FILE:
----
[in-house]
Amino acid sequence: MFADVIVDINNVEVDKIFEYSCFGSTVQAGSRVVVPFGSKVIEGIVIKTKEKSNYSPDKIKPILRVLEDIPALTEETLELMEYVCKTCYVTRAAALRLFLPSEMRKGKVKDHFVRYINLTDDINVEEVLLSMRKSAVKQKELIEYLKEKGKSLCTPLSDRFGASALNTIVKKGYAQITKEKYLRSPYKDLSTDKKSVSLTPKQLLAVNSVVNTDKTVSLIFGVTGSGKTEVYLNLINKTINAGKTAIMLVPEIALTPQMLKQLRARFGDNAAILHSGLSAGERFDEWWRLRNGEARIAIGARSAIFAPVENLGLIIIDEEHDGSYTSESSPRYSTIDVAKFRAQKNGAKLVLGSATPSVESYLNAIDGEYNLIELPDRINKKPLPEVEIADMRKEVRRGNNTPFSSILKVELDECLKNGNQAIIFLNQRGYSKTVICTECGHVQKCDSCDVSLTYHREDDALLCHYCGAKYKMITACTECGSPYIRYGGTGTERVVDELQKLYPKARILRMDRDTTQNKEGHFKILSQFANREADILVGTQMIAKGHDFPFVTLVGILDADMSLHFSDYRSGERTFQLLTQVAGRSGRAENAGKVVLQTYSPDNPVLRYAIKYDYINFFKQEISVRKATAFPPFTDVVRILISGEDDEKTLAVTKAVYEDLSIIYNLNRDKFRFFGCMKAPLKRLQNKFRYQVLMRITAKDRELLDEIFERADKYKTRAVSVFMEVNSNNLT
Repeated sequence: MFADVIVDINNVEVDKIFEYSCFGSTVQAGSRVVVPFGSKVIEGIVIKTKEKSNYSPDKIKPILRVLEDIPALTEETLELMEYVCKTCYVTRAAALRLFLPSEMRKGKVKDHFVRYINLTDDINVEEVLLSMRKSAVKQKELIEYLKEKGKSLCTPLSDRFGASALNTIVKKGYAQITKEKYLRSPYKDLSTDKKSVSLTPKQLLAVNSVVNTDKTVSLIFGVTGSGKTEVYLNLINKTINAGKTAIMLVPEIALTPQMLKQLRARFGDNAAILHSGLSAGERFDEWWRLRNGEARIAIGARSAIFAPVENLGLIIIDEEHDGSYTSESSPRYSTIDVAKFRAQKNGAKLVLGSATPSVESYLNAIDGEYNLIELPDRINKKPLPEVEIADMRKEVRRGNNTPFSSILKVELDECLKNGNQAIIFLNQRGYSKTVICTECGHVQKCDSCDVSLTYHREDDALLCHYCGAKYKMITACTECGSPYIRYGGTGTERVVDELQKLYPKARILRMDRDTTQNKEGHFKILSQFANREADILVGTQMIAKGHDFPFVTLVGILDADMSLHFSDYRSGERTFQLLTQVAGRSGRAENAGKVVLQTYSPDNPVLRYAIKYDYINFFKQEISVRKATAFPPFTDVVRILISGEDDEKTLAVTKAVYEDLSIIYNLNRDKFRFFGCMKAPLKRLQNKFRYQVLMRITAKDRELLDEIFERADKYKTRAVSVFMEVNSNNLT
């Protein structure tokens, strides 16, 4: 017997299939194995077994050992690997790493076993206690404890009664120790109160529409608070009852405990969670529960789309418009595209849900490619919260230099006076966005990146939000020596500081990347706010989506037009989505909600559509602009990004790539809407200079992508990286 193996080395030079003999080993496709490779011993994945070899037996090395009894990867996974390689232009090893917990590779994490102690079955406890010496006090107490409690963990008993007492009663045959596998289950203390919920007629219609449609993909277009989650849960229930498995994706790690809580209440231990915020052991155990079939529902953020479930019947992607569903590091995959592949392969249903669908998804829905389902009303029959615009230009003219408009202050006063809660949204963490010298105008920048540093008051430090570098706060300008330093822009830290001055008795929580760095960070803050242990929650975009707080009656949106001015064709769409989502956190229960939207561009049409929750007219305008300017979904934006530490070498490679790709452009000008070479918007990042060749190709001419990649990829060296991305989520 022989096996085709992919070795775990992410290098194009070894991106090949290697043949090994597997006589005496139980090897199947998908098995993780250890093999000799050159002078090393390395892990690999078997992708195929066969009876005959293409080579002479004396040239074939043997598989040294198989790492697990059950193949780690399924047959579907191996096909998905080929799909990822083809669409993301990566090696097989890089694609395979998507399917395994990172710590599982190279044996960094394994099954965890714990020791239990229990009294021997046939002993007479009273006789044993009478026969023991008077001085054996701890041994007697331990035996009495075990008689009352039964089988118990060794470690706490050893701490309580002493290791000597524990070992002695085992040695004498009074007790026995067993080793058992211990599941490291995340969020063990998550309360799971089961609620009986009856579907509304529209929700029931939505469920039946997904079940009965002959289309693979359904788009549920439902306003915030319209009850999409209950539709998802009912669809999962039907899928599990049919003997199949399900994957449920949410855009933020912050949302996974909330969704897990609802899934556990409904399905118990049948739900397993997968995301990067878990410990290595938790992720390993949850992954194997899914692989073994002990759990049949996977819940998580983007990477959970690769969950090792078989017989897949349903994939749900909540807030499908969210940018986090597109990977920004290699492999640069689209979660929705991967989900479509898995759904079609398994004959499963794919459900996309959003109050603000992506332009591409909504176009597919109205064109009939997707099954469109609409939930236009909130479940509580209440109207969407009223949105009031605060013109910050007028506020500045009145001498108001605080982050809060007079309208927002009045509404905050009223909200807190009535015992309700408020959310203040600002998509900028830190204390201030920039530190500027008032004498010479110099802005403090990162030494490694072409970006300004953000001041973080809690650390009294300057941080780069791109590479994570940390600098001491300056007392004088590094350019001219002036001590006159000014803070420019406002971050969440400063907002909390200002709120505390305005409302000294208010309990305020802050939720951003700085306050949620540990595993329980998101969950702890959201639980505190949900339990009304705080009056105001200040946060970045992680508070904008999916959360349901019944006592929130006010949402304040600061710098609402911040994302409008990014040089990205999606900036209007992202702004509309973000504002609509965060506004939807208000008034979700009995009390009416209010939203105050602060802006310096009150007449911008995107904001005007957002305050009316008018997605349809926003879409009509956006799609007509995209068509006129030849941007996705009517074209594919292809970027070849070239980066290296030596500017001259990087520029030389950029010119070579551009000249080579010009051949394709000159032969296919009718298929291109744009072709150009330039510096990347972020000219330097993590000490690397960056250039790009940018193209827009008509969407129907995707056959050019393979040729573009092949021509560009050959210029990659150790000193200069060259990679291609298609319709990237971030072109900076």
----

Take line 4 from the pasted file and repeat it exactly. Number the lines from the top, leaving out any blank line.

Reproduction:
């Protein structure tokens, strides 16, 4: 017997299939194995077994050992690997790493076993206690404890009664120790109160529409608070009852405990969670529960789309418009595209849900490619919260230099006076966005990146939000020596500081990347706010989506037009989505909600559509602009990004790539809407200079992508990286 193996080395030079003999080993496709490779011993994945070899037996090395009894990867996974390689232009090893917990590779994490102690079955406890010496006090107490409690963990008993007492009663045959596998289950203390919920007629219609449609993909277009989650849960229930498995994706790690809580209440231990915020052991155990079939529902953020479930019947992607569903590091995959592949392969249903669908998804829905389902009303029959615009230009003219408009202050006063809660949204963490010298105008920048540093008051430090570098706060300008330093822009830290001055008795929580760095960070803050242990929650975009707080009656949106001015064709769409989502956190229960939207561009049409929750007219305008300017979904934006530490070498490679790709452009000008070479918007990042060749190709001419990649990829060296991305989520 022989096996085709992919070795775990992410290098194009070894991106090949290697043949090994597997006589005496139980090897199947998908098995993780250890093999000799050159002078090393390395892990690999078997992708195929066969009876005959293409080579002479004396040239074939043997598989040294198989790492697990059950193949780690399924047959579907191996096909998905080929799909990822083809669409993301990566090696097989890089694609395979998507399917395994990172710590599982190279044996960094394994099954965890714990020791239990229990009294021997046939002993007479009273006789044993009478026969023991008077001085054996701890041994007697331990035996009495075990008689009352039964089988118990060794470690706490050893701490309580002493290791000597524990070992002695085992040695004498009074007790026995067993080793058992211990599941490291995340969020063990998550309360799971089961609620009986009856579907509304529209929700029931939505469920039946997904079940009965002959289309693979359904788009549920439902306003915030319209009850999409209950539709998802009912669809999962039907899928599990049919003997199949399900994957449920949410855009933020912050949302996974909330969704897990609802899934556990409904399905118990049948739900397993997968995301990067878990410990290595938790992720390993949850992954194997899914692989073994002990759990049949996977819940998580983007990477959970690769969950090792078989017989897949349903994939749900909540807030499908969210940018986090597109990977920004290699492999640069689209979660929705991967989900479509898995759904079609398994004959499963794919459900996309959003109050603000992506332009591409909504176009597919109205064109009939997707099954469109609409939930236009909130479940509580209440109207969407009223949105009031605060013109910050007028506020500045009145001498108001605080982050809060007079309208927002009045509404905050009223909200807190009535015992309700408020959310203040600002998509900028830190204390201030920039530190500027008032004498010479110099802005403090990162030494490694072409970006300004953000001041973080809690650390009294300057941080780069791109590479994570940390600098001491300056007392004088590094350019001219002036001590006159000014803070420019406002971050969440400063907002909390200002709120505390305005409302000294208010309990305020802050939720951003700085306050949620540990595993329980998101969950702890959201639980505190949900339990009304705080009056105001200040946060970045992680508070904008999916959360349901019944006592929130006010949402304040600061710098609402911040994302409008990014040089990205999606900036209007992202702004509309973000504002609509965060506004939807208000008034979700009995009390009416209010939203105050602060802006310096009150007449911008995107904001005007957002305050009316008018997605349809926003879409009509956006799609007509995209068509006129030849941007996705009517074209594919292809970027070849070239980066290296030596500017001259990087520029030389950029010119070579551009000249080579010009051949394709000159032969296919009718298929291109744009072709150009330039510096990347972020000219330097993590000490690397960056250039790009940018193209827009008509969407129907995707056959050019393979040729573009092949021509560009050959210029990659150790000193200069060259990679291609298609319709990237971030072109900076």